Although it is your time to choose between multichannel and omnichannel, GoSELL can help you out in anyways. GoSELL is the best of both worlds. Not only to build a multichannel marketing plan or omnichannel marketing strategy, GoSELL is capable of doing both.
Get started with both multichannel vs omnichannel marketing with GoSELL
GoSELL creates comprehensive solution systems with a focus on business success to assist businesses’ clients in expanding and undergoing a successful digital transformation. In addition to an e-commerce platform, GoSELL provides ultimate product packages and marketing tools with more than 30 features that support businesses optimize efficiency of both multiplechannel and omnichannel marketing, increase revenue and customer loyalty level for businesses. So here are the utmost supportive marketing tools that GoSELL offers your business:
Build a marketing strategy with Create Landing Page, Email marketing and Loyalty programs features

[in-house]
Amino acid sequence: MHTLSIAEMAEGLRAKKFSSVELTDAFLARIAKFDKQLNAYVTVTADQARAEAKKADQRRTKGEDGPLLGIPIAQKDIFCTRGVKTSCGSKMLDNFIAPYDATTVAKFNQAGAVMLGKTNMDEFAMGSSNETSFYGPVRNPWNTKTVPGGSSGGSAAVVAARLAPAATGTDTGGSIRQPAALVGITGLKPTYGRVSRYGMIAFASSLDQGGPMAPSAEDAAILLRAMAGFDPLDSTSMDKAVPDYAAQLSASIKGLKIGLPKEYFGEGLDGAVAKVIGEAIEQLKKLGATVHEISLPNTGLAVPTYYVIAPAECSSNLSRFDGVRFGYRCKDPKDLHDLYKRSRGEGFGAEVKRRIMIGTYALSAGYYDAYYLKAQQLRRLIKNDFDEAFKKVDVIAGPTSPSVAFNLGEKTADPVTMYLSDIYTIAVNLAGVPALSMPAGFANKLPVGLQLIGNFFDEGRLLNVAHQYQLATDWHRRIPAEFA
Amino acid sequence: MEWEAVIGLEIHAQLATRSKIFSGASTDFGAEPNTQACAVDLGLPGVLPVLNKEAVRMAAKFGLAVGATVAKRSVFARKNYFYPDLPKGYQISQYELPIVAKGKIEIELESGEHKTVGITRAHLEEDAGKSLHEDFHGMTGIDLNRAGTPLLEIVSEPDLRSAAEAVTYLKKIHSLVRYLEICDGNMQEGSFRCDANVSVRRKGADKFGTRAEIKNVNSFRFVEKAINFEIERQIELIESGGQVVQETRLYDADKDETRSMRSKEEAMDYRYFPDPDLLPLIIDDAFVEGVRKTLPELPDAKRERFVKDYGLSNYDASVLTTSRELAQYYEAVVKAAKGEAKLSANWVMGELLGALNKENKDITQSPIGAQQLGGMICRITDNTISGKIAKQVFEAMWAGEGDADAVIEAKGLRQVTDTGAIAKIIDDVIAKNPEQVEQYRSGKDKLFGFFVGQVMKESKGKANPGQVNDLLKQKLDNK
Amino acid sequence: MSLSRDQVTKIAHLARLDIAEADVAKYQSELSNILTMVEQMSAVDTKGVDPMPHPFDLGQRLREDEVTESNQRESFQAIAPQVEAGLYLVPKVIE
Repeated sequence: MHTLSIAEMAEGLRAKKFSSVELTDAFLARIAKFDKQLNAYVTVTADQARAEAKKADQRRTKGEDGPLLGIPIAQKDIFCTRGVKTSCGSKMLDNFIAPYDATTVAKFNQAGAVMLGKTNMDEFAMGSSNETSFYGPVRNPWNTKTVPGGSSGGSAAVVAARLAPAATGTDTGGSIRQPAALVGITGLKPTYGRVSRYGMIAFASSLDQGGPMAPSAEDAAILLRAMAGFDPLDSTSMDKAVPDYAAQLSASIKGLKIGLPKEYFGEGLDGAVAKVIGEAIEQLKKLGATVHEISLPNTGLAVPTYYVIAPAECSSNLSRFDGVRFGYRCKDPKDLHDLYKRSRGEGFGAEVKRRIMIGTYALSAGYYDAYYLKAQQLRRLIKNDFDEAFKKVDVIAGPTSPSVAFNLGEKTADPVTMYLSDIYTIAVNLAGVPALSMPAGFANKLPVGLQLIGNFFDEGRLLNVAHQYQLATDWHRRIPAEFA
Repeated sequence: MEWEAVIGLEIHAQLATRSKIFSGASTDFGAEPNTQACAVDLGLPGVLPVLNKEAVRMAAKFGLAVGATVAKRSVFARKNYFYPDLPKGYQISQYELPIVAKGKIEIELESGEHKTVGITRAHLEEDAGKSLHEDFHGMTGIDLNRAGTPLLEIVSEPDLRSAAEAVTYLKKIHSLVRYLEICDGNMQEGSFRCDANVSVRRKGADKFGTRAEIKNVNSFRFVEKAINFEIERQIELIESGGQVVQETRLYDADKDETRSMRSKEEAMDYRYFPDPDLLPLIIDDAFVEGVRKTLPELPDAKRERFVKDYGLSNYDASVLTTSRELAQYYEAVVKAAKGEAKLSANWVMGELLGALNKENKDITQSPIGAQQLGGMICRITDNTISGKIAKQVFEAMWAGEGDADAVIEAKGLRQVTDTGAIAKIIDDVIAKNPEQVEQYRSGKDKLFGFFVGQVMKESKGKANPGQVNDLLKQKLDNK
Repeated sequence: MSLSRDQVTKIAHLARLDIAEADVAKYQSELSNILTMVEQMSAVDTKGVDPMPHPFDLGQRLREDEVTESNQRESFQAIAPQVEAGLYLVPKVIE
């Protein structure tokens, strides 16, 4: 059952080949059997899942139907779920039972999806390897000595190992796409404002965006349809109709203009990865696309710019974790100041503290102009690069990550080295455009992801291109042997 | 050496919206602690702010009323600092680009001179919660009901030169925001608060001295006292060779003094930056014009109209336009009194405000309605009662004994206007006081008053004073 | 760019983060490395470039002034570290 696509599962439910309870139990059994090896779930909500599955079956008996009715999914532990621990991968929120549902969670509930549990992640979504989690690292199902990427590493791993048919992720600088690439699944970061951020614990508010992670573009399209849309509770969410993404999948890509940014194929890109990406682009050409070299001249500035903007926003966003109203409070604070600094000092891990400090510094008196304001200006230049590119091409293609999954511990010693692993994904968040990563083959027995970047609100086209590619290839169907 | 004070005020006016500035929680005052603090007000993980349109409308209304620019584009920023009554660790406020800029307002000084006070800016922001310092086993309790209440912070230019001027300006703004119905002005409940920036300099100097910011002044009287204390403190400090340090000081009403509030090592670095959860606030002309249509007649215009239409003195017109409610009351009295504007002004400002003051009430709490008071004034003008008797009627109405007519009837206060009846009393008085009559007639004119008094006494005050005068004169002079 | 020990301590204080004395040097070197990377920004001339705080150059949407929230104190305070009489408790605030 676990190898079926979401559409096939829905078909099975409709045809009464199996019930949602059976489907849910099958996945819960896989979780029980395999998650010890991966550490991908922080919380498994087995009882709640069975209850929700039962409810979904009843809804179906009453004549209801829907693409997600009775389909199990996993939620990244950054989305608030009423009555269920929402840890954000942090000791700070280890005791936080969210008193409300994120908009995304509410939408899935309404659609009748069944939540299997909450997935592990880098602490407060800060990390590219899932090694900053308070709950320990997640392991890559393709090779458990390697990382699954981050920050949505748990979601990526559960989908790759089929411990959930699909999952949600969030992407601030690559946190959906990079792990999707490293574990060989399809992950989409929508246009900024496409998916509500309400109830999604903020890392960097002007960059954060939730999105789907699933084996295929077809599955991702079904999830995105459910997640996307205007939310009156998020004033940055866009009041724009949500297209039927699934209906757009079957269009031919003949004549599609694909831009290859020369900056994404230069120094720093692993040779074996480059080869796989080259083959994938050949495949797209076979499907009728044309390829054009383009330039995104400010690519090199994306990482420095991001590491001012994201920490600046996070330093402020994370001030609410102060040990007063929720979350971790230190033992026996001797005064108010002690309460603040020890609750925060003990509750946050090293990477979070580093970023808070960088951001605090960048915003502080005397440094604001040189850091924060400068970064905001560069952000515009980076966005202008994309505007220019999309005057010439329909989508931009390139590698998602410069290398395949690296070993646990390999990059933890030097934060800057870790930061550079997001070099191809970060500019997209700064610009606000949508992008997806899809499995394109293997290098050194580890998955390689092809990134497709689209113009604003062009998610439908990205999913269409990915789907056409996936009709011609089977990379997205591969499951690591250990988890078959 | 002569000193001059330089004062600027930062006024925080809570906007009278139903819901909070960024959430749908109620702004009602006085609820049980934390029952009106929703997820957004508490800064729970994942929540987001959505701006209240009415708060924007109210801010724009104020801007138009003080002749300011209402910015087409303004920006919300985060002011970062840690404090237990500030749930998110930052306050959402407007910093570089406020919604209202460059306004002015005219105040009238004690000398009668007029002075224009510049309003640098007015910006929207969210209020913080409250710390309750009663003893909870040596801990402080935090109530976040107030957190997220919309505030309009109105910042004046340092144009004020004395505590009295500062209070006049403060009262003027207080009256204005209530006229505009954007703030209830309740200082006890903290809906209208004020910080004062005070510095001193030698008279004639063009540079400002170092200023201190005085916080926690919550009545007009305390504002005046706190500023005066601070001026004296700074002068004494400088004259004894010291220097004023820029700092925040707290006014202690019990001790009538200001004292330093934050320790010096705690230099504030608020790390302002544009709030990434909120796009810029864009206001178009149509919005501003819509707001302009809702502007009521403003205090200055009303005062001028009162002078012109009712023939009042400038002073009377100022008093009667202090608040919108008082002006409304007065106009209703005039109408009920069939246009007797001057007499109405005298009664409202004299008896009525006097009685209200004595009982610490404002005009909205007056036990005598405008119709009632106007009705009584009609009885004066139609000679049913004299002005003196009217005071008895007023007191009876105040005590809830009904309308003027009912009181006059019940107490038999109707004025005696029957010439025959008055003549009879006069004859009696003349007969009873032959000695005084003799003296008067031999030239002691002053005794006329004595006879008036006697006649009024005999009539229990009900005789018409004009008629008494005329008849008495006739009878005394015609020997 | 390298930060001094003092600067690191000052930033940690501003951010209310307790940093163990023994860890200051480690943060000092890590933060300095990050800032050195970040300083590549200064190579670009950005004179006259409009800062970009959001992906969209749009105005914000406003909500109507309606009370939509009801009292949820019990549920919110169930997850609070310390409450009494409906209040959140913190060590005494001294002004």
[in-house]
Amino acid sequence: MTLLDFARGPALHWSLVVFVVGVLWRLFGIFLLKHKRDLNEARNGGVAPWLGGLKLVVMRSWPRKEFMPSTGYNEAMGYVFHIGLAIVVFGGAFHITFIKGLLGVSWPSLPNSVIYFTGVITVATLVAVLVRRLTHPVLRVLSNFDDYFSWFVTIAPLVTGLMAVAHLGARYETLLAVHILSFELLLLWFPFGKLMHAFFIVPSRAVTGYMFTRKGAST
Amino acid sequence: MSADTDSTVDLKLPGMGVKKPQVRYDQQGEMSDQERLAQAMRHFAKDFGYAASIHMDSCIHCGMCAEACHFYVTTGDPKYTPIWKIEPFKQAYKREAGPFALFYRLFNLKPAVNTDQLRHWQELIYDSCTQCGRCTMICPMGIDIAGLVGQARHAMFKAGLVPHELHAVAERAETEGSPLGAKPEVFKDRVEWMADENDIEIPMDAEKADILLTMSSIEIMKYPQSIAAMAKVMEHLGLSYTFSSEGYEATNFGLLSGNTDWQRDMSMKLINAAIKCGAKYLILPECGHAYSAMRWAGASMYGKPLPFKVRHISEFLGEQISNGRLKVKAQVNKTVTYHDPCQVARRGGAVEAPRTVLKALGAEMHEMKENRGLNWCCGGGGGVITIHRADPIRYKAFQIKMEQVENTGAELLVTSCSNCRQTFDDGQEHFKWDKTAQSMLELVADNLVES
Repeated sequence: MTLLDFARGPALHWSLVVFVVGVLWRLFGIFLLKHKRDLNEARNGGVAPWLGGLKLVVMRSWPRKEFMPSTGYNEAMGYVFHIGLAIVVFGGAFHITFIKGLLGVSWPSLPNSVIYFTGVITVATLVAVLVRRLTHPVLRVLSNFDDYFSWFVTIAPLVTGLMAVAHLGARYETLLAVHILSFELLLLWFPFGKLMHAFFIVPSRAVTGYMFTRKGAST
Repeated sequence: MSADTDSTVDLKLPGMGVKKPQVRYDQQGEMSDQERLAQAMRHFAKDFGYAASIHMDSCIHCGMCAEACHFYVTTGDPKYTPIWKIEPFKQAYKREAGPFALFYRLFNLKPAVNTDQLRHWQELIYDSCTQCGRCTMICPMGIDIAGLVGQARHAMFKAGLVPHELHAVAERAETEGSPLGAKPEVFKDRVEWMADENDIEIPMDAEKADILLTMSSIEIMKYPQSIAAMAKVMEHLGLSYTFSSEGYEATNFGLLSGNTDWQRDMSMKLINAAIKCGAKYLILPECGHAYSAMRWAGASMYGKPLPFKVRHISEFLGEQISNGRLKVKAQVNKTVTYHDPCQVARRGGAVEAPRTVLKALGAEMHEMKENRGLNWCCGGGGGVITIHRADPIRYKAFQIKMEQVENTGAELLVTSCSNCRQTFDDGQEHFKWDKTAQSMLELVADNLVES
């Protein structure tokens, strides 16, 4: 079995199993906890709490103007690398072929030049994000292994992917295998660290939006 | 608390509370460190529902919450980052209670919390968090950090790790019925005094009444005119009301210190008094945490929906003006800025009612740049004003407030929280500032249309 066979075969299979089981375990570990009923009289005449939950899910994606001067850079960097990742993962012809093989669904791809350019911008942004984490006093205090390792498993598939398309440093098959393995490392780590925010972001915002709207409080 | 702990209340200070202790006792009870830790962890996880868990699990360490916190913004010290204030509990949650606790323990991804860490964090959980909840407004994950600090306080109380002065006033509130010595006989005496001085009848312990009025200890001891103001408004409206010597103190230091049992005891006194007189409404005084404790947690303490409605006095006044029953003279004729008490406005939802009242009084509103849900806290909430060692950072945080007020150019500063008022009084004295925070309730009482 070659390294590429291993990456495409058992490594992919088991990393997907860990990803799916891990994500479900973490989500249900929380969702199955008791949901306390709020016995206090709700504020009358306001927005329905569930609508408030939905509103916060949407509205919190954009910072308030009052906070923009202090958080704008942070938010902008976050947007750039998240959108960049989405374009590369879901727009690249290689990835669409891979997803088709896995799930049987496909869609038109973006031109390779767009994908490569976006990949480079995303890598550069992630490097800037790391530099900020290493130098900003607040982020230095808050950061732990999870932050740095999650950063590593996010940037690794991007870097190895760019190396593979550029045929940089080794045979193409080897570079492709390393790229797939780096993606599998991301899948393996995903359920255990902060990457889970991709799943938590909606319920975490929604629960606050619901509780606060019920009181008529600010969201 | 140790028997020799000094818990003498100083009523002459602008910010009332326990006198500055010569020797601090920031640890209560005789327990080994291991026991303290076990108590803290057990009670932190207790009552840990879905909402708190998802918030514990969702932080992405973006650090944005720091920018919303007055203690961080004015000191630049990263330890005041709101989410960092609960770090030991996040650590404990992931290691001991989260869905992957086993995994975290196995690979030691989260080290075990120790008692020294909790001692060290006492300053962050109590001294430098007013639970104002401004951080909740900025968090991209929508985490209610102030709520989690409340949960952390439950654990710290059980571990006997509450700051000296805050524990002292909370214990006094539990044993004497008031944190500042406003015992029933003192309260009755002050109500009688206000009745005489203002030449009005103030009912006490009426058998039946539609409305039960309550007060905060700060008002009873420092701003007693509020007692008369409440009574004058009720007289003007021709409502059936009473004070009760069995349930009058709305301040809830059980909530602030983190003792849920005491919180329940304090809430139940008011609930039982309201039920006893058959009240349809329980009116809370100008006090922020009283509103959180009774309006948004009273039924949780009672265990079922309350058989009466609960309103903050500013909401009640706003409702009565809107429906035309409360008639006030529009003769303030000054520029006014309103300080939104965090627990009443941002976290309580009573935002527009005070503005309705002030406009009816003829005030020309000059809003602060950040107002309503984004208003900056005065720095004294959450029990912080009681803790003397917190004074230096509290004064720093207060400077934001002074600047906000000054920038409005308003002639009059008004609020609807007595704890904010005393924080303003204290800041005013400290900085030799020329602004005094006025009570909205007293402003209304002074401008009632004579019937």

Professional landing page creation
A user-friendly website will help to boost your marketing campaign’s exposure. Also, it is a display and a communication channel that your target audience or existing customers know about your business’s message. Likewise, a landing page with focused content for each marketing plan will help you convince website’s visitors to complete a particular conversion. Therefore, creating a landing page will work for both multichannel and omnichannel marketing plans. With a multichannel marketing plan, you can display your generated contents about product’s selling points as the main message to encourage shopping behavior. On the other hand, providing a landing website that delivers your campaign’s key message about telling a specific story, or the concept, a big idea will help you establish a great omnichannel marketing plan.